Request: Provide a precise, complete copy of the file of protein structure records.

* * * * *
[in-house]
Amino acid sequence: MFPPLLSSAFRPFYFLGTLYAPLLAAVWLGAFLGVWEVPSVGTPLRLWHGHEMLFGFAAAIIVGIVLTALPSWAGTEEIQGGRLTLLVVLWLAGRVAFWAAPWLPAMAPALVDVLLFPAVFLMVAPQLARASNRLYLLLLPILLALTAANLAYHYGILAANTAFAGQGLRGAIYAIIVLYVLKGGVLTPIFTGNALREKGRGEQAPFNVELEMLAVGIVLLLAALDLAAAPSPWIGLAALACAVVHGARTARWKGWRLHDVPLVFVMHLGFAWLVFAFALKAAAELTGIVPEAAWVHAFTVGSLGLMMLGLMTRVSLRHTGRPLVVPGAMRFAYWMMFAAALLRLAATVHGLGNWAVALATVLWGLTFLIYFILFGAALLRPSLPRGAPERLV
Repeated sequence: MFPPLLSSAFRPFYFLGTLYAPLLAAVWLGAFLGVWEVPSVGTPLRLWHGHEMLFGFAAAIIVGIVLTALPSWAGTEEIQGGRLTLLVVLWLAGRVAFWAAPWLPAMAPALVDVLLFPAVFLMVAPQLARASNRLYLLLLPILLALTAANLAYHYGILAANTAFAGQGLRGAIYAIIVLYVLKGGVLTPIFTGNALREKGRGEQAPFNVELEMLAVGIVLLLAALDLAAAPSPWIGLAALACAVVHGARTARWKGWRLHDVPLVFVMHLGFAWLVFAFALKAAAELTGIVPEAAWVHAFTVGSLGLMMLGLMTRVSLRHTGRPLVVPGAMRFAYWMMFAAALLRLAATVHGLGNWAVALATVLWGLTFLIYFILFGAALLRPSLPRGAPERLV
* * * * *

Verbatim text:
[in-house]
Amino acid sequence: MFPPLLSSAFRPFYFLGTLYAPLLAAVWLGAFLGVWEVPSVGTPLRLWHGHEMLFGFAAAIIVGIVLTALPSWAGTEEIQGGRLTLLVVLWLAGRVAFWAAPWLPAMAPALVDVLLFPAVFLMVAPQLARASNRLYLLLLPILLALTAANLAYHYGILAANTAFAGQGLRGAIYAIIVLYVLKGGVLTPIFTGNALREKGRGEQAPFNVELEMLAVGIVLLLAALDLAAAPSPWIGLAALACAVVHGARTARWKGWRLHDVPLVFVMHLGFAWLVFAFALKAAAELTGIVPEAAWVHAFTVGSLGLMMLGLMTRVSLRHTGRPLVVPGAMRFAYWMMFAAALLRLAATVHGLGNWAVALATVLWGLTFLIYFILFGAALLRPSLPRGAPERLV
Repeated sequence: MFPPLLSSAFRPFYFLGTLYAPLLAAVWLGAFLGVWEVPSVGTPLRLWHGHEMLFGFAAAIIVGIVLTALPSWAGTEEIQGGRLTLLVVLWLAGRVAFWAAPWLPAMAPALVDVLLFPAVFLMVAPQLARASNRLYLLLLPILLALTAANLAYHYGILAANTAFAGQGLRGAIYAIIVLYVLKGGVLTPIFTGNALREKGRGEQAPFNVELEMLAVGIVLLLAALDLAAAPSPWIGLAALACAVVHGARTARWKGWRLHDVPLVFVMHLGFAWLVFAFALKAAAELTGIVPEAAWVHAFTVGSLGLMMLGLMTRVSLRHTGRPLVVPGAMRFAYWMMFAAALLRLAATVHGLGNWAVALATVLWGLTFLIYFILFGAALLRPSLPRGAPERLV